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Are there Command Line Arguments for setting Team Queries security in TFS 2010

Answers

  • Hello Speedbits,

    Sorry for the late reply.

    Just as I mentioned in another thread you started, you can use the /a+ to add permissions for a user or a group in a server-level, collection-level, or project-level group.

    The grammar of the /a+ is the similar with the followings:

    TFSSecurity /a+ Namespace Token Action Identity (ALLOW | DENY) [/collection:CollectionURL] [/server:ServerURL]

    How to get the values of these parameters:

    First please open the Visual Studio Command Prompt(2010).

    1). Namespace: in the command line tool, type the following commands: tfssecurity /a / collection:http://serverName:8080/tfs/collectionName

    At this time, you will see these security namespaces. Because you want to grant permissions to the Team Queries, so you should use the WorkItemQueryFolders namespace.

    2). Token: to get the Token is a little difficult. The Token consists of the TeamProjectId and QueryItemId.

    2.1) To get the TeamProjectId: Right-click the team project and select Properties, the value of the Url property consists the TeamProjectId. You can just copy it, which is similar to ED04523A-B819-42DF-A1B6-BE0705A73822 .

    2.2) To get the QueryItemId: You can first use the Visual Studio to deny some permission. (Because the initial data in the database is set to allow, we deny some permission is easy for us to find in the database).

    a). In the Visual Studio, right-click the Team Queries and select Security, select a user (or a group) and set one permission to Deny.

    b). Open the SSMSE, and in the tfs_Collection database, select the tbl_SecurityAccessControlEntry table and find the column DenyPermission. You should see all these values in the column is zero except one. Select that non-zero row, that is the deny permission action you just done. You then check out the value of the IndexableToken column. Please look that value carefully, it is consists of the TeamProjectId and QueryItemId. Which is similar to:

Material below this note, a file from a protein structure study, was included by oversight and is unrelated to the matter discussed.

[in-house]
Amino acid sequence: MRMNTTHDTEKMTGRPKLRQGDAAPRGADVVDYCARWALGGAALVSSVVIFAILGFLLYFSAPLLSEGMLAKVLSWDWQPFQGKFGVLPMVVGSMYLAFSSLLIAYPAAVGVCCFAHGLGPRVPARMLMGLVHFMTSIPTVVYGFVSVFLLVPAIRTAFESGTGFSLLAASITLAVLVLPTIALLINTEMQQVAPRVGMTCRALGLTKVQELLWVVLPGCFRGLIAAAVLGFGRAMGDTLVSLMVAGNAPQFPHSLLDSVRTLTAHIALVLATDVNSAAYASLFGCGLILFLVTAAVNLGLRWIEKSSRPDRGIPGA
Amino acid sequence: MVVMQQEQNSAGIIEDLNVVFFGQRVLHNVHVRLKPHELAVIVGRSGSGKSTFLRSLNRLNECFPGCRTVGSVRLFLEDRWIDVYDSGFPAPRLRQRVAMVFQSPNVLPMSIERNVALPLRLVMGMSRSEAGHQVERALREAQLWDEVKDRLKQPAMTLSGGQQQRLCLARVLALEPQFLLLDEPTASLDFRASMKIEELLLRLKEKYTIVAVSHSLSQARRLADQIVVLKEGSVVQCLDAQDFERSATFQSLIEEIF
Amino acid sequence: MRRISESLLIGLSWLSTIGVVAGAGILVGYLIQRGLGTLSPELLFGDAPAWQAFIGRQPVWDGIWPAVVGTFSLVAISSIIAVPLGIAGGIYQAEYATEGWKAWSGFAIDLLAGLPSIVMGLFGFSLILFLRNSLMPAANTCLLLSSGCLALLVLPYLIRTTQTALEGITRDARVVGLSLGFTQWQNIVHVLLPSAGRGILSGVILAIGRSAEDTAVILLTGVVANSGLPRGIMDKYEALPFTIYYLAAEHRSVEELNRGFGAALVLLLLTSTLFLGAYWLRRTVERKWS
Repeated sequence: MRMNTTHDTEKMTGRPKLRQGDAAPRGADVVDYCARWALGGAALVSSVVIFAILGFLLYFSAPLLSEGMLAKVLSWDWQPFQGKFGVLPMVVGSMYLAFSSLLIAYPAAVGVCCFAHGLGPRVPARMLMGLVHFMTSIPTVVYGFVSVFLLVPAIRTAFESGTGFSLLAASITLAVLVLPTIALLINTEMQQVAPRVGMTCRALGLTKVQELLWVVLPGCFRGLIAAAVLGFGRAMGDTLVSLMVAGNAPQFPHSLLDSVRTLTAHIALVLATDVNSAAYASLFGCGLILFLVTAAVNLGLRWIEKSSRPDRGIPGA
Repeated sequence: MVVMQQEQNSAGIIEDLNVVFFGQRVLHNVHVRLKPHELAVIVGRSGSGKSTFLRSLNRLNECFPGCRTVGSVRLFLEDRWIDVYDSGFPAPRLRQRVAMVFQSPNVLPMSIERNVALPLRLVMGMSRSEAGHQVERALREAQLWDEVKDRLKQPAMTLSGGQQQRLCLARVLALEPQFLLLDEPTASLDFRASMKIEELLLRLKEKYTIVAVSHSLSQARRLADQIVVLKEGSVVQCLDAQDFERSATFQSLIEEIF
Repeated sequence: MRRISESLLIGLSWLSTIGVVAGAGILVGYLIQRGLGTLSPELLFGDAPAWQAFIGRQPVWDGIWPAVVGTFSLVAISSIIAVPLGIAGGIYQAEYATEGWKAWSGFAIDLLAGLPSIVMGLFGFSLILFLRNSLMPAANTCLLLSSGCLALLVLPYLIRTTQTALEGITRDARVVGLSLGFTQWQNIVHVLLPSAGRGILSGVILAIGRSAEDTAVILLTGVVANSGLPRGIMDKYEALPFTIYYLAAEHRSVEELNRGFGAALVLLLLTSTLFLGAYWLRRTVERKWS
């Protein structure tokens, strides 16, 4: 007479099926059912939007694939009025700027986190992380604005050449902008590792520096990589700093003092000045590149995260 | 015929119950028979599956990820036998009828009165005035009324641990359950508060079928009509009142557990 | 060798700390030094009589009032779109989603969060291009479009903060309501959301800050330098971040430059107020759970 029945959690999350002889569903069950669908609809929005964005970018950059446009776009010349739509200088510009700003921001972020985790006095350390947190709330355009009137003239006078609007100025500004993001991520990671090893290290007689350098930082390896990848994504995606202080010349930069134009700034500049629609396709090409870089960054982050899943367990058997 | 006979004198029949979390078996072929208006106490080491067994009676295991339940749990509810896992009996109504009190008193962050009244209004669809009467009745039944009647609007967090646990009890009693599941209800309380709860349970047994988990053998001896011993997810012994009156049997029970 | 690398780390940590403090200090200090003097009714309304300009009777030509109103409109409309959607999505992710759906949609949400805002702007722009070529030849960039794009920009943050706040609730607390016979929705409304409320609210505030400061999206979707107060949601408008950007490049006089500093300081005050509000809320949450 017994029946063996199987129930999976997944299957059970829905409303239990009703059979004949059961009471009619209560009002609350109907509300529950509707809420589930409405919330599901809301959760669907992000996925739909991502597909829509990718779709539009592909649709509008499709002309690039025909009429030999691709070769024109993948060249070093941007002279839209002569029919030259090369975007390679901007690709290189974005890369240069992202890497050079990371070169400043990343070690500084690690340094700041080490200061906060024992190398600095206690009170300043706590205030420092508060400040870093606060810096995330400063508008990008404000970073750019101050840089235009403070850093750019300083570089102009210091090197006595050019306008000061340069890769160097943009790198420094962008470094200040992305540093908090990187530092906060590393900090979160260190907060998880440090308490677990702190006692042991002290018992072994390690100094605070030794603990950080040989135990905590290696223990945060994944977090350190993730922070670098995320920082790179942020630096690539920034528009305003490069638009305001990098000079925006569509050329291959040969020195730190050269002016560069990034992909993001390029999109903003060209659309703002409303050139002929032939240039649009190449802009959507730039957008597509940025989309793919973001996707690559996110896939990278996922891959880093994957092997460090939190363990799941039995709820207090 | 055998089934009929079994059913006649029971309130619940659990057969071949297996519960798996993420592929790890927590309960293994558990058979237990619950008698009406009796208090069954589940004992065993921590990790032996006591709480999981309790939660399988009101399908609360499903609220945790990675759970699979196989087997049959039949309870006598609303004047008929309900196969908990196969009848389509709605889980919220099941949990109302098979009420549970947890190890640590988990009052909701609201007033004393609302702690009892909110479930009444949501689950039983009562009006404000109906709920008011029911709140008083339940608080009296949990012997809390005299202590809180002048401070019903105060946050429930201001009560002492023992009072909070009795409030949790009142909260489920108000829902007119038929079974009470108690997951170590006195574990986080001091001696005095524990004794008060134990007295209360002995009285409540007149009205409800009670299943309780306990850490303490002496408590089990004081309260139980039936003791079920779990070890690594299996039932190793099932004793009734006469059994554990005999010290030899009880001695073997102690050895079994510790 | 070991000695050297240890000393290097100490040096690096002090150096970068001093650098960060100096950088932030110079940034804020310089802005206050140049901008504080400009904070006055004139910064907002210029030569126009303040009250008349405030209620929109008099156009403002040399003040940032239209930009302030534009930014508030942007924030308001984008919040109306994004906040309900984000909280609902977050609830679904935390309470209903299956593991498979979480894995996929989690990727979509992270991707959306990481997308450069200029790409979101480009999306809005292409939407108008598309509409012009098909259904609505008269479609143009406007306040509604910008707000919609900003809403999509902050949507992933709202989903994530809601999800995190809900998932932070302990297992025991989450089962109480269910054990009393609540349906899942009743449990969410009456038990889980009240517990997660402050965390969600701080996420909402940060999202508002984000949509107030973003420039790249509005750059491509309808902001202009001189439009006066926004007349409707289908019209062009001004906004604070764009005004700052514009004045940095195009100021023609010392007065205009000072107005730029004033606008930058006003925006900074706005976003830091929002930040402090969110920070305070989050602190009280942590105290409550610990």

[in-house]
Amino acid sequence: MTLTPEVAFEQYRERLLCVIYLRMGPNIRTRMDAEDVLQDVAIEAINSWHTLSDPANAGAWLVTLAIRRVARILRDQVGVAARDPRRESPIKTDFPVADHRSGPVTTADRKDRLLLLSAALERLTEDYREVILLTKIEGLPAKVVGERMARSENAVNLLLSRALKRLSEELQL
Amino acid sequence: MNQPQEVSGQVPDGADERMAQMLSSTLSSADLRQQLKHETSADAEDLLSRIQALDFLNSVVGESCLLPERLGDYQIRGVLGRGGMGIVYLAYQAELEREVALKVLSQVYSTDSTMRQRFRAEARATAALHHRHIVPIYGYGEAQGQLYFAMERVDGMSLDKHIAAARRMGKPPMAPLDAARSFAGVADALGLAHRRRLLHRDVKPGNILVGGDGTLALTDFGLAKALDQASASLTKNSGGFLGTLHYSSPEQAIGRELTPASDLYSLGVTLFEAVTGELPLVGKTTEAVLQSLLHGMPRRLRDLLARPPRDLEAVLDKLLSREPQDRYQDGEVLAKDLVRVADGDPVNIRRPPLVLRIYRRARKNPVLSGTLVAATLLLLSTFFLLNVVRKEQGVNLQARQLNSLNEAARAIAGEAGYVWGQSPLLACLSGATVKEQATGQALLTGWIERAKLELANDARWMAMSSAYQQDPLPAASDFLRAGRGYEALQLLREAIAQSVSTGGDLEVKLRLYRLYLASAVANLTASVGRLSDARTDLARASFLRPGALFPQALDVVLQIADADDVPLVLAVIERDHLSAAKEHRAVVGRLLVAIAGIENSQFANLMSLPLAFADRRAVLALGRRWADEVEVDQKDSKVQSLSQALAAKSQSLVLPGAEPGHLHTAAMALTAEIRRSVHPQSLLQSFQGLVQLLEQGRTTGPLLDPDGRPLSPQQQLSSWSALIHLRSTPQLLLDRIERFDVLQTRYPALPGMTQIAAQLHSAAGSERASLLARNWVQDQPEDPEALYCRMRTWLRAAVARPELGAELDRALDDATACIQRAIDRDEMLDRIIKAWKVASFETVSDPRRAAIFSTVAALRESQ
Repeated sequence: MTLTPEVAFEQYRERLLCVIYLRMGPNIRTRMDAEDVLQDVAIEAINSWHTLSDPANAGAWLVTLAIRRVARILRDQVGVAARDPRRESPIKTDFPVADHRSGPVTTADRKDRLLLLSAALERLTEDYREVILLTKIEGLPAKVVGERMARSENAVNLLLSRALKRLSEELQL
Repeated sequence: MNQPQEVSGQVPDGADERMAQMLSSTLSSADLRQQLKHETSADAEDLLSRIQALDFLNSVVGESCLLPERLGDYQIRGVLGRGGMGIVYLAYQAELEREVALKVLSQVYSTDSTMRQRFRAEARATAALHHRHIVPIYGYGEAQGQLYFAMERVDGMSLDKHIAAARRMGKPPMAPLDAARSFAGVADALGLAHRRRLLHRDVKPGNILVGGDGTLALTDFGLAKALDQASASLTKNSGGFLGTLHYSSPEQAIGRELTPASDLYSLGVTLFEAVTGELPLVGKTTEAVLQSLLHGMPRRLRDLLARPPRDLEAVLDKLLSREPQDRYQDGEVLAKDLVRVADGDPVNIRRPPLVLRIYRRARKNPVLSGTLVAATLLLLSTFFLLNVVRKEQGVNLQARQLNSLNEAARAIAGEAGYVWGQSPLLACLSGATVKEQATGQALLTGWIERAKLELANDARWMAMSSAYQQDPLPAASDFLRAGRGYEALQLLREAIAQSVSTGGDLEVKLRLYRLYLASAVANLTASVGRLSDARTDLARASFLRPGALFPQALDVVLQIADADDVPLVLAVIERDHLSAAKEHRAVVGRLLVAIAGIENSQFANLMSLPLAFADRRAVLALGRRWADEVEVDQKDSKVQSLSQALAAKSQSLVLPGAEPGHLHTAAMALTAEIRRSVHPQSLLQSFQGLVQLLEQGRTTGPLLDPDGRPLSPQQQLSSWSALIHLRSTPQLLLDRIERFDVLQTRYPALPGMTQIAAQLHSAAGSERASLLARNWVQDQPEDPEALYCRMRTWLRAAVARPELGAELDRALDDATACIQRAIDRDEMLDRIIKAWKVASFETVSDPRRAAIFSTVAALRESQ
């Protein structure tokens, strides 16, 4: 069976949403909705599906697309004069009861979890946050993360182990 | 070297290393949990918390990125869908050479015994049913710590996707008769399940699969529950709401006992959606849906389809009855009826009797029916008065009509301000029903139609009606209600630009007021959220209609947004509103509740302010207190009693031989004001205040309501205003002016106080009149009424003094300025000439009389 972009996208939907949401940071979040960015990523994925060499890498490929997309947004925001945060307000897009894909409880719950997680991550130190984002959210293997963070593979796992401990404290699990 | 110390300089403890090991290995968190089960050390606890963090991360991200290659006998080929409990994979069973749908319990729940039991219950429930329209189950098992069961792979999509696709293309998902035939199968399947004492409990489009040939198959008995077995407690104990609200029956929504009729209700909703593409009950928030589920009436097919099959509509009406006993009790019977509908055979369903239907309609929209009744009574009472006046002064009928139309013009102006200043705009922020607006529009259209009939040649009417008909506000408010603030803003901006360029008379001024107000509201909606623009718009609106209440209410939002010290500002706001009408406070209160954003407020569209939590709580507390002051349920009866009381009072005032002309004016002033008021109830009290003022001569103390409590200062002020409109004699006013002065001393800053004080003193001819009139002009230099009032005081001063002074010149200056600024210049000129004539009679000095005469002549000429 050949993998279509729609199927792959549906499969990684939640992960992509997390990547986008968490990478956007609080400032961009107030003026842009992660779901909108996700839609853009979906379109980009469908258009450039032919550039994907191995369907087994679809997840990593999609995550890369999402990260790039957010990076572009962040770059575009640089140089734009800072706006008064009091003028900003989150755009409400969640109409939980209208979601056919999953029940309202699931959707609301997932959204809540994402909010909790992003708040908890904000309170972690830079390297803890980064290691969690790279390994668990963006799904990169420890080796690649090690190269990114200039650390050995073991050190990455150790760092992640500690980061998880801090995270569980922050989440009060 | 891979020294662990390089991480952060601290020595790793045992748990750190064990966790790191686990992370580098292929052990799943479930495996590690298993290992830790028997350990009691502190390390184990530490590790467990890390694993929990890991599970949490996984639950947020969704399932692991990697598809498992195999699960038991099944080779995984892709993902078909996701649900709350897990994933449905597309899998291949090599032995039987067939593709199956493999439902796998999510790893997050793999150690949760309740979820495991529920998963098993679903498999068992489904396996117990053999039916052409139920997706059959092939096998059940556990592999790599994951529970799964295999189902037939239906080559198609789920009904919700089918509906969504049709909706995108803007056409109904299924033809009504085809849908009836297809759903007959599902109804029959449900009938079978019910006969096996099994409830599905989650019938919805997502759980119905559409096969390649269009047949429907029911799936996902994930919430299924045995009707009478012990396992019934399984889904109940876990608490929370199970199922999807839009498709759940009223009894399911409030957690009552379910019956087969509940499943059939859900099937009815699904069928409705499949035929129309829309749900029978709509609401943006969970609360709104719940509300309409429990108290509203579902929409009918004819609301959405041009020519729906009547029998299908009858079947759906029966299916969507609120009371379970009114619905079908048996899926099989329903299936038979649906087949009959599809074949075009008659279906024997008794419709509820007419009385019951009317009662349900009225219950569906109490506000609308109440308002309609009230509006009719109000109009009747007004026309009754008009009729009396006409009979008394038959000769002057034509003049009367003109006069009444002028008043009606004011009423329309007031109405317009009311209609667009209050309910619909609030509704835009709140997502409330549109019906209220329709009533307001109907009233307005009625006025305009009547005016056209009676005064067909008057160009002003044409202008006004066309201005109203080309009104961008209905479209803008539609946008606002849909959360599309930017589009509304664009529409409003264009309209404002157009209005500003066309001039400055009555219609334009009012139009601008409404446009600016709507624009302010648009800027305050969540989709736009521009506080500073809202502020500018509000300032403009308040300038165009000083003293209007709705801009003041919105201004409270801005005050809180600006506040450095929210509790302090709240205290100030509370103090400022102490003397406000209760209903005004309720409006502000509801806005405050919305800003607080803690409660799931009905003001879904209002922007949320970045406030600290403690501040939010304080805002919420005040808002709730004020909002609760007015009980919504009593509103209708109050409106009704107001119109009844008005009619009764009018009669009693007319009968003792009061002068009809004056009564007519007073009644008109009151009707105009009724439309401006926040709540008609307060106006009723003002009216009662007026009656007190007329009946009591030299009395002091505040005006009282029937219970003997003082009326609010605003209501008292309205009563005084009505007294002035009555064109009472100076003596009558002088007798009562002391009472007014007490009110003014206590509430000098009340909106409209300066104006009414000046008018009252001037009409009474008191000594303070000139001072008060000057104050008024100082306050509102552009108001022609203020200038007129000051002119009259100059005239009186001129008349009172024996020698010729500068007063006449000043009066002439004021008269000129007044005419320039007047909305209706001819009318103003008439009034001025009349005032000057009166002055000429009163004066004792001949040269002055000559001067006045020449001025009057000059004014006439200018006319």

$/ ED04523A-B819-42DF-A1B6-BE0705A73822/4AB69B5E-F318-4A12-BC93-3DF92E2887C6/

    The value ED04523A-B819-42DF-A1B6-BE0705A73822 is the TeamProjectId and 4AB69B5E-F318-4A12-BC93-3DF92E2887C6 is the QueryItemId. You can find the QueryItemId in the QueryItems table.

    3). Action: in the command line, type the following statement and you will get the available actions in the security namespace WorkItemQueryFolders.

    tfssecurity /a /collection: http://serverName:8080/tfs/collectionName WorkItemQueryFolders

    4).Identity: this parameter has two options, allow and deny.

    Conclusion: you should have your command line like:

    Tfssecurity /a+ WorkItemQueryFolders $/ ED04523A-B819-42DF-A1B6-BE0705A73822/4AB69B5E-F318-4A12-BC93-3DF92E2887C6/ Delete / collection:http://serverName:8080/tfs/collectionName.

    I hope this helps you solve your problem. Please let me know if you have any further concerns.

    Thanks,

    Vicky Song


    Please remember to mark the replies as answers if they help and unmark them if they provide no help

    Friday, November 5, 2010 7:45 AM
    Moderator

All replies

  • Hello Speedbits,

    Sorry for the late reply.

    Just as I mentioned in another thread you started, you can use the /a+ to add permissions for a user or a group in a server-level, collection-level, or project-level group.

    The grammar of the /a+ is the similar with the followings:

    TFSSecurity /a+ Namespace Token Action Identity (ALLOW | DENY) [/collection:CollectionURL] [/server:ServerURL]

    How to get the values of these parameters:

    First please open the Visual Studio Command Prompt(2010).

    1). Namespace: in the command line tool, type the following commands: tfssecurity /a / collection:http://serverName:8080/tfs/collectionName